Tablets and laptops powered by 5th generation Intel Core processors
Earlier this week, Fujitsu joined many other PC vendors around the world in announcing new mobile PC models built around 5th generation Intel Core processors. The Broadwell-powered models announced by the Japanese company include both tablets and notebooks, and they all mean business.
During the holiday break, Google's Project Zero team disclosed a vulnerability in Windows 8.1 after Microsoft failed to issue a patch within the 90-day deadline that Google gives vendors. That sparked a debate on whether or not Google did the right thing, and while many (not all) of our readers sided with Google, Microsoft has some information that warrants asking the question again. Specifically, Microsoft says it was scheduled to patch the vulnerability on Patch Tuesday, two days after Google's deadline, and that Google ignored its request to withhold details until that time.
Intel already used the Consumer Electronics Show as a platform to introduce its newest 5th Generation Core micro-architecture (14nm Broadwell), but that's not all it wanted to show off. On a somewhat smaller scale, Intel today introduced its Compute Stick, a $149 dongle that turns your HDMI display into a low-power Windows 8.1 PC. And though it may seem similar to media streaming devices like Amazon's Fire TV stick, you can do more with Intel's device.
All three are powered by a quad-core Bay Trail processor
E FUN, a California-based purveyor of cheap Android and Windows tablets, is going to CES 2015 armed with three new Windows 8.1 tablets. When they become available later this year, these devices will all be part of the company’s existing Nextbook line of 2-in-1 tablets, the cheapest of which is an Intel Atom-powered 8-incher that is available right now for just $99.
There's a bit of debate brewing over whether or not Google did the right thing by posting a Windows 8.1 security vulnerability to the public before Microsoft was able to release a patch. The disclosure came from Google's Project Zero program, which hunts down vulnerabilities in software and alerts its findings to vendors "in as close to real-time as possible." Vendors are then given a 90-day deadline to issue a patch, and in this case, Microsoft didn't react in time.
With so many people clinging to Windows XP despite Microsoft's repeated attempts to bury the legacy OS and the lukewarm (at best) response to Windows 8, it didn't seem like the latter would ever overtake the former in market share. Never say never, right? For the first time ever, the combined share of Windows 8 and Windows 8.1 is higher than that of Windows XP, based on the latest data provided by Net Applications.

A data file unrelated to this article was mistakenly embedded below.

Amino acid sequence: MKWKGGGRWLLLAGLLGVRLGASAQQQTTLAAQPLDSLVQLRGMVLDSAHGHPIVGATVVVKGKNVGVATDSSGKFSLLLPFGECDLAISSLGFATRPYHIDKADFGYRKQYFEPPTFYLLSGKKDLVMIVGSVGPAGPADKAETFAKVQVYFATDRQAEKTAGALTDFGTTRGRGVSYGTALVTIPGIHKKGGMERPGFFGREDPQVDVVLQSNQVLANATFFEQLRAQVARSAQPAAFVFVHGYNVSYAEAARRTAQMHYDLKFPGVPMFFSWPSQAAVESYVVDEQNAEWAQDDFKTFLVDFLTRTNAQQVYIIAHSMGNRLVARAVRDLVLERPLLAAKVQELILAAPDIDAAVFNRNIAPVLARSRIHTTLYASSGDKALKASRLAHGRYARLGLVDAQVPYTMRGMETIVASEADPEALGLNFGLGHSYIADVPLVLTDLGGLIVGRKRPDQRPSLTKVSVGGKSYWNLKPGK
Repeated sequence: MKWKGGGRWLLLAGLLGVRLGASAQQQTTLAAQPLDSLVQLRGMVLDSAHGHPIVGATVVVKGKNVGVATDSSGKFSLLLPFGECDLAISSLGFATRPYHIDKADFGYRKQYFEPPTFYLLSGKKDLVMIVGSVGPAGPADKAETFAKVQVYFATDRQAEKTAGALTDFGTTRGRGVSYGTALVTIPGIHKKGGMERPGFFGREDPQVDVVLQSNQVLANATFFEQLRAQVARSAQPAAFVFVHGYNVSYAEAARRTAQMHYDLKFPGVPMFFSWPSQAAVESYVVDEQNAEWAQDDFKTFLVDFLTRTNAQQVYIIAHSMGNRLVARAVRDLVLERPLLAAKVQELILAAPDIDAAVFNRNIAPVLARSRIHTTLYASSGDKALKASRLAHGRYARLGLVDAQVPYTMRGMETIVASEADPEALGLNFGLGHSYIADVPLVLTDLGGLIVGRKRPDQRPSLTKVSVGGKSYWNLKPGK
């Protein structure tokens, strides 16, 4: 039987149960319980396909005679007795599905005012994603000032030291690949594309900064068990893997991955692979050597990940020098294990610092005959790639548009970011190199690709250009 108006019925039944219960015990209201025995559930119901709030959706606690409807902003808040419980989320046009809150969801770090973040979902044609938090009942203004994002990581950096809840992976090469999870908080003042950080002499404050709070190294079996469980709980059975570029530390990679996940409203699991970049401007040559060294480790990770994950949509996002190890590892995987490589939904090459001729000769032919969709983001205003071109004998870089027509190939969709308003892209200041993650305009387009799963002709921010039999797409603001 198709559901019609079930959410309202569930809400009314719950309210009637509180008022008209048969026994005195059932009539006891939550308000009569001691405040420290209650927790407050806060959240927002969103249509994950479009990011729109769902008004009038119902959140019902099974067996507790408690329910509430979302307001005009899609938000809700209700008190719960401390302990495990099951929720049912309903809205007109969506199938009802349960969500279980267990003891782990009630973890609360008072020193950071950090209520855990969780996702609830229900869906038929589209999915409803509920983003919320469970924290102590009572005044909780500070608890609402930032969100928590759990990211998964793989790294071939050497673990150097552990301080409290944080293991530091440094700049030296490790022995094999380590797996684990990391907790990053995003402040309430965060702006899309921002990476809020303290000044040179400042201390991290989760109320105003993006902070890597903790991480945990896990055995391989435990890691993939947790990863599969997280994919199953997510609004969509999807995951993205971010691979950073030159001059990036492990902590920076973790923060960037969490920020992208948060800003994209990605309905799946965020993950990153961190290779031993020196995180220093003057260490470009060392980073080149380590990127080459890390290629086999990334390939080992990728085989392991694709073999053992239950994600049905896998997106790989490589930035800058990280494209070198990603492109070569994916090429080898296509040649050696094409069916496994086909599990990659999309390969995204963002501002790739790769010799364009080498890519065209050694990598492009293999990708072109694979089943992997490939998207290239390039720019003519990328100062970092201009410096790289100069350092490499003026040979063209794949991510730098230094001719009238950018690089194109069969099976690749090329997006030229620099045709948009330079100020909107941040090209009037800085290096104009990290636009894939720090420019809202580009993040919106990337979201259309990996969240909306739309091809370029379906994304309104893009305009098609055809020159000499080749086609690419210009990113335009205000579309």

E Fun Nextbook will come with a 1 year Office 365 Personal subscription
Another ultra-cheap Windows 8.1 tablet is getting ready to join Microsoft’s ongoing assault on Chromebooks and low-end Android tablets. The 8-inch Nextbook from E Fun will be available at Walmart stores on Black Friday 2014 for as low as $99.99, Microsoft announced in a blog post Thursday.
Is it a compact all-in-one PC or a massive tablet?
Over the past two days, Maximum PC Online Managing Editor Jimmy Thang has been scouring the fairly busy Blizzcon 2014 show floor in Anaheim California for stuff worth writing home about. One of the many (video) postcards he has sent us features a new all-in-one (AIO) PC from Lenovo. And lest you make the mistake of thinking of it as a run-of-the-mill AIO device, let us make it clear that we’re talking about an AIO PC of the portable tabletop variety.
Dell has quietly begun selling a new 8-inch Windows 8.1 tablet. Part of the Venue 8 Pro family the company introduced last year, this latest 8-incher from Dell is not unlike other 8- and 7-inch Windows tablets currently on the market. For instance, it packs the same Intel Bay Trail Atom processor as the dirt-cheap, 7-inch likes of the HP Stream 7 ($100) and the Toshiba Encore Mini ($120).
Windows 8 and 8.1 combined share also at all-time high
The combined market share of Windows 8 and Windows 8.1 looked to be heading back towards single digits early last month when Net Applications released its desktop OS usage data for the month of September, revealing that the already teetering combo had shed over a percentage points’ worth of market share to reach 12.26 percent. That appears to have been a false alarm as the latest data from Net Applications data shows an unexpected surge in Windows 8.1 uptake.